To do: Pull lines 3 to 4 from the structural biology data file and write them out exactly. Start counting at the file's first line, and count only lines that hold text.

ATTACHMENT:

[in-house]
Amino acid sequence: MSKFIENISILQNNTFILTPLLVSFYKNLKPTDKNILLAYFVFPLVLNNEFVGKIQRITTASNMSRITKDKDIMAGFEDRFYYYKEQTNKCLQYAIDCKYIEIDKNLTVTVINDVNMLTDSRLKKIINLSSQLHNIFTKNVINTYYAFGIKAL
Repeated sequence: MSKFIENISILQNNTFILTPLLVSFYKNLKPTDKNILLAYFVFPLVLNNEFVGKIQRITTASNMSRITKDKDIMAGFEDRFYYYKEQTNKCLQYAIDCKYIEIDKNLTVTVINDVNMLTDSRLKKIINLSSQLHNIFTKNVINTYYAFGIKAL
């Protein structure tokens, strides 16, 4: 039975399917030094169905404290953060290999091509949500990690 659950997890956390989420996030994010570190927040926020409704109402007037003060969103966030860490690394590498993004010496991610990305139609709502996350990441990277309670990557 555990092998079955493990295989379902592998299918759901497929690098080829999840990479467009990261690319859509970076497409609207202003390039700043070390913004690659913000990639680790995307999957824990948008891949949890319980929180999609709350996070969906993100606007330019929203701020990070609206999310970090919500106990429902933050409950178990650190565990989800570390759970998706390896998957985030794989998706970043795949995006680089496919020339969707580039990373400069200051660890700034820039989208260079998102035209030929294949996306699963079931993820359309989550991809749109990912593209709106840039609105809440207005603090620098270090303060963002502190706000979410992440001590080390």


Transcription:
Repeated sequence: MSKFIENISILQNNTFILTPLLVSFYKNLKPTDKNILLAYFVFPLVLNNEFVGKIQRITTASNMSRITKDKDIMAGFEDRFYYYKEQTNKCLQYAIDCKYIEIDKNLTVTVINDVNMLTDSRLKKIINLSSQLHNIFTKNVINTYYAFGIKAL
């Protein structure tokens, strides 16, 4: 039975399917030094169905404290953060290999091509949500990690 659950997890956390989420996030994010570190927040926020409704109402007037003060969103966030860490690394590498993004010496991610990305139609709502996350990441990277309670990557 555990092998079955493990295989379902592998299918759901497929690098080829999840990479467009990261690319859509970076497409609207202003390039700043070390913004690659913000990639680790995307999957824990948008891949949890319980929180999609709350996070969906993100606007330019929203701020990070609206999310970090919500106990429902933050409950178990650190565990989800570390759970998706390896998957985030794989998706970043795949995006680089496919020339969707580039990373400069200051660890700034820039989208260079998102035209030929294949996306699963079931993820359309989550991809749109990912593209709106840039609105809440207005603090620098270090303060963002502190706000979410992440001590080390």